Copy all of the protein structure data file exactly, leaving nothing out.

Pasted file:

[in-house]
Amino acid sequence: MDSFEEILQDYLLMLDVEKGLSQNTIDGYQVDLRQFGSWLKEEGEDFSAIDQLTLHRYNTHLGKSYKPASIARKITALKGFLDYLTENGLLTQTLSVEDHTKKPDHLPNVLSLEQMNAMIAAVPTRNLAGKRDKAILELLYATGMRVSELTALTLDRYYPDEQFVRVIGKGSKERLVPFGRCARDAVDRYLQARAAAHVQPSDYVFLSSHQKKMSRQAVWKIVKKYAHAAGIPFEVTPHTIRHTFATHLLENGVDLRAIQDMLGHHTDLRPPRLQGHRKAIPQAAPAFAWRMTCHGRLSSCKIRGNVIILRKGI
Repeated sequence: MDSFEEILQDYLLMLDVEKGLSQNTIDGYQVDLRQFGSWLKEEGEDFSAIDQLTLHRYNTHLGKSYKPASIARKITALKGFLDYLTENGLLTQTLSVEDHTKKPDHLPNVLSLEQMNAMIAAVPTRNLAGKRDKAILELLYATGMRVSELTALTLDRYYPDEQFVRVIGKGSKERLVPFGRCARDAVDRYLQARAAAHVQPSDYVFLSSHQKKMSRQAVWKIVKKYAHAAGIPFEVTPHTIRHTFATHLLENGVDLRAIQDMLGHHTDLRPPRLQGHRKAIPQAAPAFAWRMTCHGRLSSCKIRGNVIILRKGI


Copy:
[in-house]
Amino acid sequence: MDSFEEILQDYLLMLDVEKGLSQNTIDGYQVDLRQFGSWLKEEGEDFSAIDQLTLHRYNTHLGKSYKPASIARKITALKGFLDYLTENGLLTQTLSVEDHTKKPDHLPNVLSLEQMNAMIAAVPTRNLAGKRDKAILELLYATGMRVSELTALTLDRYYPDEQFVRVIGKGSKERLVPFGRCARDAVDRYLQARAAAHVQPSDYVFLSSHQKKMSRQAVWKIVKKYAHAAGIPFEVTPHTIRHTFATHLLENGVDLRAIQDMLGHHTDLRPPRLQGHRKAIPQAAPAFAWRMTCHGRLSSCKIRGNVIILRKGI
Repeated sequence: MDSFEEILQDYLLMLDVEKGLSQNTIDGYQVDLRQFGSWLKEEGEDFSAIDQLTLHRYNTHLGKSYKPASIARKITALKGFLDYLTENGLLTQTLSVEDHTKKPDHLPNVLSLEQMNAMIAAVPTRNLAGKRDKAILELLYATGMRVSELTALTLDRYYPDEQFVRVIGKGSKERLVPFGRCARDAVDRYLQARAAAHVQPSDYVFLSSHQKKMSRQAVWKIVKKYAHAAGIPFEVTPHTIRHTFATHLLENGVDLRAIQDMLGHHTDLRPPRLQGHRKAIPQAAPAFAWRMTCHGRLSSCKIRGNVIILRKGI